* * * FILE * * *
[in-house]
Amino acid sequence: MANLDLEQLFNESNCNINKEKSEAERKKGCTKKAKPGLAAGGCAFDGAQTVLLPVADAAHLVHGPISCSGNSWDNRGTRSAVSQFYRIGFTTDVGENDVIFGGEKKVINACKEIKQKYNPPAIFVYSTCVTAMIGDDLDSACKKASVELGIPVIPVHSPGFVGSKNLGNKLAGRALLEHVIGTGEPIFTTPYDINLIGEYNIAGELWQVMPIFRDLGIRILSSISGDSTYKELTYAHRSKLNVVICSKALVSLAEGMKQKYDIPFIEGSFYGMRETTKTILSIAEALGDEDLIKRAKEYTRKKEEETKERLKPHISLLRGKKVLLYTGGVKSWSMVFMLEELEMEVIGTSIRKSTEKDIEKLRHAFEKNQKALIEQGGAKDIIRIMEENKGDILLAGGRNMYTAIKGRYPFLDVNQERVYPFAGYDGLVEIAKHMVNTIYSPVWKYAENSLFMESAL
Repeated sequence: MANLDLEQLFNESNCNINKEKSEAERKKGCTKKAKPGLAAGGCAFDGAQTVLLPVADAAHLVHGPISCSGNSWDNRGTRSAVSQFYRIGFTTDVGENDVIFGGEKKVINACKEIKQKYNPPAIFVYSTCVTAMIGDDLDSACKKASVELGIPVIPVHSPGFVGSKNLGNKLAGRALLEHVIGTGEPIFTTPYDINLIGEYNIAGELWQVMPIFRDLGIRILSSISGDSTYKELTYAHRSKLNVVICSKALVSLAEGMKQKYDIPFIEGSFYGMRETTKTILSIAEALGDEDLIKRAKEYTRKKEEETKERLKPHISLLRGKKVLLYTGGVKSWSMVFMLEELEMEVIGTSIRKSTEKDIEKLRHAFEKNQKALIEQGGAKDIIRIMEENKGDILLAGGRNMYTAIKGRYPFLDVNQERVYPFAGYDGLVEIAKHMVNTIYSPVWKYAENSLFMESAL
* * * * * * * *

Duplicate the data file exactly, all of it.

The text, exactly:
[in-house]
Amino acid sequence: MANLDLEQLFNESNCNINKEKSEAERKKGCTKKAKPGLAAGGCAFDGAQTVLLPVADAAHLVHGPISCSGNSWDNRGTRSAVSQFYRIGFTTDVGENDVIFGGEKKVINACKEIKQKYNPPAIFVYSTCVTAMIGDDLDSACKKASVELGIPVIPVHSPGFVGSKNLGNKLAGRALLEHVIGTGEPIFTTPYDINLIGEYNIAGELWQVMPIFRDLGIRILSSISGDSTYKELTYAHRSKLNVVICSKALVSLAEGMKQKYDIPFIEGSFYGMRETTKTILSIAEALGDEDLIKRAKEYTRKKEEETKERLKPHISLLRGKKVLLYTGGVKSWSMVFMLEELEMEVIGTSIRKSTEKDIEKLRHAFEKNQKALIEQGGAKDIIRIMEENKGDILLAGGRNMYTAIKGRYPFLDVNQERVYPFAGYDGLVEIAKHMVNTIYSPVWKYAENSLFMESAL
Repeated sequence: MANLDLEQLFNESNCNINKEKSEAERKKGCTKKAKPGLAAGGCAFDGAQTVLLPVADAAHLVHGPISCSGNSWDNRGTRSAVSQFYRIGFTTDVGENDVIFGGEKKVINACKEIKQKYNPPAIFVYSTCVTAMIGDDLDSACKKASVELGIPVIPVHSPGFVGSKNLGNKLAGRALLEHVIGTGEPIFTTPYDINLIGEYNIAGELWQVMPIFRDLGIRILSSISGDSTYKELTYAHRSKLNVVICSKALVSLAEGMKQKYDIPFIEGSFYGMRETTKTILSIAEALGDEDLIKRAKEYTRKKEEETKERLKPHISLLRGKKVLLYTGGVKSWSMVFMLEELEMEVIGTSIRKSTEKDIEKLRHAFEKNQKALIEQGGAKDIIRIMEENKGDILLAGGRNMYTAIKGRYPFLDVNQERVYPFAGYDGLVEIAKHMVNTIYSPVWKYAENSLFMESAL